Monday Medley

What we read while exiting through the evacuation slide….

  • Speaking of defense, definitely the legal defense of the week.
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3 responses to this post.

  1. Posted by Douglas on August 16, 2010 at 2:54 PM

    Re: Steven Rushin on language in sports

    You guys should investigate the fetishization of the adverb by people like Steve Rushin. I say fetishization because there’s really no reason to prefer “Live Strongly” to “Live Strong” unless you have an unusual preference for adverbs. The phrase “live strong” is really just an apposition of sorts (points to anyone who can name the actual rhetorical advice employed by that phrase–I know there is one, but I can’t recall it), in other words an imperative to “live (as) strong” or “live, (be) strong”.

    there’s even an argument that the message “live strongly” doesn’t convey the same idea: turning strong into an adverb takes an equally weighted phrase and shifts the emphasis to “live”, as “strongly” is now is subordinate modifier. This message then becomes about a manner of living, or lifestyle, de-emphasizing the force of the command to live. In other words, the command “live strongly” assumes, at least to some extent, that the audience will live. Think of the phrase “drink responsibly”. It’s really not telling you to drink, but rather how you should drink, thereby assuming that you do. So it is with “live strongly”, which can be considered problematic because the message perhaps originally, or at least conceivably, contains a strong survival message to cancer patients to “live”. To me the phrase “live strong” embodies two discrete ideas of encouragement, while “live strongly” (aesthetic complaints aside) constitutes a more diluted platitude of an idea. This is not to say that “live strong” is some sort of flawless micro-poem, but rather that it shouldn’t be attacked so readily.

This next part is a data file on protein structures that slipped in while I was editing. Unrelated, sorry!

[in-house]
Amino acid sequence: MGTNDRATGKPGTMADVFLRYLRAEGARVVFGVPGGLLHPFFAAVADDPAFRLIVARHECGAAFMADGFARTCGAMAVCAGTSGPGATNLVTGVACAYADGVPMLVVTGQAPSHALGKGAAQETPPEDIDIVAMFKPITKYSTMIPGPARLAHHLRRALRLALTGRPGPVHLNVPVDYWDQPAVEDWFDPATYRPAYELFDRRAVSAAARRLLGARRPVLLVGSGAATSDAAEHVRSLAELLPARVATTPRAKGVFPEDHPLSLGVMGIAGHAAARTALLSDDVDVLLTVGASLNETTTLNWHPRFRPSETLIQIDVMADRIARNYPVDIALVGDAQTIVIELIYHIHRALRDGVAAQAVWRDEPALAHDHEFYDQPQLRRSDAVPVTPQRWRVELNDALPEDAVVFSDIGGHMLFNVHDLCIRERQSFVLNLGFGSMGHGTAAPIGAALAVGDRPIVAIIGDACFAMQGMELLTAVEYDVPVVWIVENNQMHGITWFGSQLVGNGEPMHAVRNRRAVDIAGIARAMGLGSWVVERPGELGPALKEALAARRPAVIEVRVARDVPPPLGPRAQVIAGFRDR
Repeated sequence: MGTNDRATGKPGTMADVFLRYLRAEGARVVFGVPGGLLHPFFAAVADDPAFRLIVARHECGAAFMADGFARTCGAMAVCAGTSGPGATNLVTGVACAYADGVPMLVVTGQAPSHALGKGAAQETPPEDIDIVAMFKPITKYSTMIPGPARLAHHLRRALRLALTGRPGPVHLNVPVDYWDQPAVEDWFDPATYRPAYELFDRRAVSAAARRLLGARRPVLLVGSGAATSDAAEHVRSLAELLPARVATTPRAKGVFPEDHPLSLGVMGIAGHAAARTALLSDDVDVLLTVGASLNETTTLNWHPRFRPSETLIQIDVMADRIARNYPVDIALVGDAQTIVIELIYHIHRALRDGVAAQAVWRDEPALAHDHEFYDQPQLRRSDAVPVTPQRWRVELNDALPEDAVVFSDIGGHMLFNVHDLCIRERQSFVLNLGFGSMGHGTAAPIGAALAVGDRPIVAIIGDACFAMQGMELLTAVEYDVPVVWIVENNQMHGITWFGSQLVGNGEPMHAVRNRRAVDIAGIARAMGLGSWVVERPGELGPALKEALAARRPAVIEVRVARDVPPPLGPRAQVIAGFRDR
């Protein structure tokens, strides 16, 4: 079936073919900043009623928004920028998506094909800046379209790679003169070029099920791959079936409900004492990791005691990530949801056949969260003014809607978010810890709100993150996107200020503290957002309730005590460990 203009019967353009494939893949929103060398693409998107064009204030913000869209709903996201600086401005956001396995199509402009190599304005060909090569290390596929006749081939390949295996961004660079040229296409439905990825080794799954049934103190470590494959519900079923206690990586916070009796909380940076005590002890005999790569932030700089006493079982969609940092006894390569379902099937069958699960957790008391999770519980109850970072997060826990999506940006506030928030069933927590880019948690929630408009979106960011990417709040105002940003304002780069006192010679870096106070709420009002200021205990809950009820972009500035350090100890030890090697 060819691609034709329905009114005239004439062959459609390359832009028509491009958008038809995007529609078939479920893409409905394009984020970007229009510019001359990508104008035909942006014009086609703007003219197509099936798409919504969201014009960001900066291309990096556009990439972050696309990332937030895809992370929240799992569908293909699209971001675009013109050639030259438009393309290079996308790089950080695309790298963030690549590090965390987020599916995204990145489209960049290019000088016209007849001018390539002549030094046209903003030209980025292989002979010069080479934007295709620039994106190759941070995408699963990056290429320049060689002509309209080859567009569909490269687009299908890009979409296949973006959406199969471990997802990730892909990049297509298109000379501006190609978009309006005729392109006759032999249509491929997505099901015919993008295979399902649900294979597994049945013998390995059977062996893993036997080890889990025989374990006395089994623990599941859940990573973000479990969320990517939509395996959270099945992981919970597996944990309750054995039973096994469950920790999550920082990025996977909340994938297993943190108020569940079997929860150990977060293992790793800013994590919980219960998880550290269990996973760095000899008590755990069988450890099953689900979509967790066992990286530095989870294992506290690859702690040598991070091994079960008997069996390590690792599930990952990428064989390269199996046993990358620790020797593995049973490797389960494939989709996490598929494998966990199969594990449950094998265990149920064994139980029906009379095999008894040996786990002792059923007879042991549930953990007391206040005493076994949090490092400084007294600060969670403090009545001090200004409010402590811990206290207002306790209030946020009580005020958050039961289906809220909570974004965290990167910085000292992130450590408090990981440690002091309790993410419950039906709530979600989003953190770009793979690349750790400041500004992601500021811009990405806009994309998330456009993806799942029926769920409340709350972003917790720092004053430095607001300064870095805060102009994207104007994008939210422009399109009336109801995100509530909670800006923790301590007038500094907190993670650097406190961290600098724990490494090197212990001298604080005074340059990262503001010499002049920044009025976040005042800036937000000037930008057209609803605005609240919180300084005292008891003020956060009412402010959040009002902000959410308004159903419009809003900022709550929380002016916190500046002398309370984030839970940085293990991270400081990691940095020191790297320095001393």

I don’t think Rushin is the only one to do this–I think many people overreact to the frustrating inconsistencies of English (for example, “run fast” and “walk tall” are both correct, as “fast” and “tall” have the same adjectival and adverbial forms) and the less defensible cases such as “drive safe” or “I did good on that test”. This overreaction often translates to the neglect of certain literary tropes and devices.

    Reply

    • Posted by John S on August 16, 2010 at 3:18 PM

      Fair enough, but here is (I think) why a phrase like “live strong” is unsettling to some people, particularly the linguistic elite: Like so many other common English errors, it is ambiguous. You yourself point out at least two different interpretations of “live strong” (i.e. “live as strong” or “live, be strong,”) and there are probably countless others (“in order to live, be strong,” “to be strong is to live,” and even “live strongly”). And this is only a two word phrase. But with so many potential meanings, the phrase itself becomes ultimately meaningless, an arbitrary platitude that combines two words with near-universal approval to create some unobjectionable yet impenetrable slogan. While “live strongly” may not be as mellifluous, it at least has a specific meaning.

      Reply

  2. Posted by Douglas on August 16, 2010 at 7:07 PM

    I don’t agree that it’s particularly ambiguous. “Live as strong” and “live, be strong” are essentially the same thing–I only provided both examples to show the types of syntactical omissions that are at play. (In addition to those two, which basically mean the same thing, there exists only one other of these variations: “Live (you who are) strong”. And while plausible, that’s pretty clearly not the intended meaning.) Your examples strike me more as extrapolations of, or musings on, the original phrase rather than semantic interpretations. I think the fairly clear message of “live strong” is to live and be strong. Basically the message is “be strong”, but the word “live” is substituted to give the phrase more power in the context of a life-threatening illness.

    To me, a phrase like “live strongly” would be much more ambiguous. What does it mean to live strongly? How does one go to the grocery store and buy cereal “strongly”? The message most people would take from “live strongly” is “live, and be strong”, and to me “live strong” conveys that more effectively.

    As I briefly mentioned, there’s also something to the word “live”. It doesn’t exactly function like the verb “to be”, but in this case I think it’s being substituted for it, and therefore can imitate the type of structure that we would afford the verb “to be”. Just as we would say “be careful” instead of “be carefully”, we can say “live strong” instead of “live strongly”. Again, it comes down to the specific context and the literary merits of bending grammatical rules. I wouldn’t advocate the use of “live careful” instead of “live carefully”, but in this case I think “live strong” functions as a rhetorical device and should not be seen as a grammatical error.

    Reply

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